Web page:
What is one of your go-to marketing methods that works well for you? (mine is LinkedIn)

Lisa_2015Lisa J. Jackson is an independent writer and editor who enjoys working with businesses of all sizes. She loves researching topics, interviewing experts, and helping companies tell their stories. You can connect with her on Twitter, Facebook, and LinkedIn.

Productivity Tip: Meeting-Free Day

Meeting-free dayManaging your own business takes a lot of discipline.

As business owners, we wear many hats because there is a lot of daily work that needs to be done. Multitasking becomes a norm, and delegating is (usually) a dream.

If you work for someone, you agree to show up at a certain time, put in a certain number of hours, and focus on specific tasks. As your own boss, you quickly discover that you are the Jack-of-All (or Jill-of-All) Trades and having to do ‘it all’ requires a lot of time.

We have our calendars and fill in appointments and meetings without thinking twice since they are business related and need to be done.

In the early days of my business, I felt that spreading meetings and appointments out over the week worked best – the days were less cramped and I was productive (I thought).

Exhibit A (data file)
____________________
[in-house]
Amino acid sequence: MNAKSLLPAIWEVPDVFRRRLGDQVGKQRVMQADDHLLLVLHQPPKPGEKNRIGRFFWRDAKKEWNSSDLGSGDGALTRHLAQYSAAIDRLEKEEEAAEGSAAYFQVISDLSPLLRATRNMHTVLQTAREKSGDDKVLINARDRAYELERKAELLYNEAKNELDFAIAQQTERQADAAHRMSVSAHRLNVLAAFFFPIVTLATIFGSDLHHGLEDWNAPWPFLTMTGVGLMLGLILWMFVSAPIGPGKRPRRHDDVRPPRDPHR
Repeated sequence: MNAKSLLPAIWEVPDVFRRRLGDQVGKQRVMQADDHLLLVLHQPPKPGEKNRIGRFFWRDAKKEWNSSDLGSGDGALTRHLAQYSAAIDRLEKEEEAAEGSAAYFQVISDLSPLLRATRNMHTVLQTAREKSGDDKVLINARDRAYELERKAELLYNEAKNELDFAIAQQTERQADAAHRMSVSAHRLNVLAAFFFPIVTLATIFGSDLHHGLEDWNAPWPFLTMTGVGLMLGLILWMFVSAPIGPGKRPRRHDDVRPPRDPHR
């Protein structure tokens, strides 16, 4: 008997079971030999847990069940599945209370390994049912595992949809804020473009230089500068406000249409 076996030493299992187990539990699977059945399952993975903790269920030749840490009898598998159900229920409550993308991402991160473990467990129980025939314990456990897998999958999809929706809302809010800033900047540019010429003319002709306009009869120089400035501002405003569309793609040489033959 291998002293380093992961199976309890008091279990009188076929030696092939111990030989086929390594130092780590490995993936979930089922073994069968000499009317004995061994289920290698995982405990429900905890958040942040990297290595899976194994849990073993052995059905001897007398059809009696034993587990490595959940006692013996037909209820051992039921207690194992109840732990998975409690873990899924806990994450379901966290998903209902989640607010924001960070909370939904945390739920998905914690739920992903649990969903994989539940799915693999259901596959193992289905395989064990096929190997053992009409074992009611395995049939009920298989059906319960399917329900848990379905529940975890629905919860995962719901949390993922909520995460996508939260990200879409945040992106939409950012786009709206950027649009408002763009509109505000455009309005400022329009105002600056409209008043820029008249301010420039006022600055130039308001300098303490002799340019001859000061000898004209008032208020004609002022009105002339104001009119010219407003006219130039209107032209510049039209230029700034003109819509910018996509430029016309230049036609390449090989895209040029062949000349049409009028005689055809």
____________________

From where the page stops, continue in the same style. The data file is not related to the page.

But I’ve discovered that having a ‘meeting-free’ day each week makes me more productive. On occasion I’ll have a day with back-to-back meetings and appointments, but mostly it averages out to 2-3 meetings per day and one day a week where I have no appointments (not even phone interviews or online meetings).

Having a day of uninterrupted time results in high productivity. Of course there are emails and phone calls, but they can be managed (or put off). Not having to drive somewhere, or sit on a webinar for a certain block of time, allows the workday to flow and the To Do list to be attended to properly. My meeting-free day is the one where the most tasks are completed.

Of course not every week can work out having a ‘meeting-free day’, but I’d like to recommend giving it a try if you find yourself needing to be more productive during the week.